The impact of COVID-19 means girls and women are set to wait another generation to reach gender equality. It could now take a staggering 135.6 years to close the gender gap, across areas including education and health (World Economic Forum).

The power of friendship

While girls and young women continue to lead the movement towards gender equality, we need both girls and boys to meet it.

Friendship is key to this. But in many places, social norms between girls and boys mean there is often little opportunity for them to build these kinds of relationships. This is especially the case during adolescence, when roles in society shift and adolescent girls in particular face unique challenges.

We believe, however, that adolescence provides an opportunity to start conversations about gender equality and why it benefits everyone.

Five must-haves to launch the biggest youth brand in Malawi


Uniting girls and boys

Negative preconceptions of girls and boys during adolescence exist in many countries.

In Malawi, girls are taught to “avoid boys” after puberty, sexual relationships are expected and platonic relationships are often discouraged. If a girl becomes pregnant, she can face pressure to leave school, marry the father and take on the household chores.

And in Rwanda, stereotypes around what it means to “be a girl” can restrict their opportunities.

To help tackle this, Girl Effect produces content that helps challenge expectations between girls and boys.

Our youth brand in Malawi, Zathu, uses the power of music and storytelling to address topics around growing up.

Songs produced by Zathu’s band use Malawian influences and modern beats to spread memorable and positive messages about friendship. The lyrics of their single, Chete Chete, explore self-expression and discount the belief that men need to appear strong.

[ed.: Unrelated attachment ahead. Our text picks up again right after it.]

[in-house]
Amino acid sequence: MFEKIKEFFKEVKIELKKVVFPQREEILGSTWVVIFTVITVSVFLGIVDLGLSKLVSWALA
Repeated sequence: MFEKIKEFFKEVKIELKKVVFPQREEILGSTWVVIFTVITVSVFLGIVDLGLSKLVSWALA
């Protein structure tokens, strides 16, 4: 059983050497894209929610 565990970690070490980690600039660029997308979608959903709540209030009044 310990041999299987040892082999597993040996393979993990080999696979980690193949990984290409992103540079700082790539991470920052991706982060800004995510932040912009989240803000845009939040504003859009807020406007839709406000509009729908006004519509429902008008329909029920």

“Zathu helps to reduce discrimination among boys and girls. And it also teaches us to be reliable to one another.” Girl, aged 13-15

Zathu Boys and Girls

Zathu girls and boys

86% of people engaged with Zathu believe it has taught them that females should be treated equally to males.*

In Rwanda, our well-established brand Ni Nyampinga has been helping a generation of girls to make choices and be confident, for a decade. Using a range of media, it arms girls with information and inspiration.

Ni Nyampinga’s radio drama Sakwe shows the perspectives of both girls and boys. Set in the fictitious village of Kabuto, Sakwe highlights the difficulties young Rwandans face and how to overcome them through the unifying power of friendship. It is written by girl journalists and airs as part of Ni Nyampinga’s radio show on Radio Rwanda, which reaches 98% of the population.

“Ni Nyampinga has taught me that I can do anything a boy can do.” Girl, aged 16-19

Finding their voices, together

Creating safe spaces for girls and boys to explore issues together, like community clubs and agony aunts, also helps them ask questions they might be too embarrassed to ask elsewhere. It gives them the opportunity to learn about each other, in a judgement-free environment.

As part of Zathu’s free magazine and mini-magazine, our agony aunt “Ask Gogo”, invites and answers around 200 questions per month from girls and boys about sex, puberty and relationships.



And Baza Shangazi (the Ni Nyampinga “Ask Aunty” in Rwanda), helps girls by answering their questions about friendship through a radio talk show and magazine. Baza Shangazi receives hundreds of messages every day sent in by listeners, and has answered over 100,000 questions to date.

Girls who regularly read or listen to Ni Nyampinga are 67% more likely to have positive attitudes towards gender equality. **

Baza Shangazi

Baza Shangazi

Our content helps girls and boys explore and nurture friendships.

We think this is a crucial part of adolescent life, because it’s often through friendships that girls and boys can see themselves as equals and are able to support one another.

That’s equality. And when we have that, everyone wins.

*86% of consumers (aged 10+) believe Zathu has taught them that females should be treated equally to males. (Girl Effect 2018)

**Compared to all those unaware of Ni Nyampinga, multi-regular consumers (those who regularly consume more than two products) have a 67% higher probability of having positive attitudes towards gender equality. (Girl Effect 2017)

What we do - brand for social change - Zathu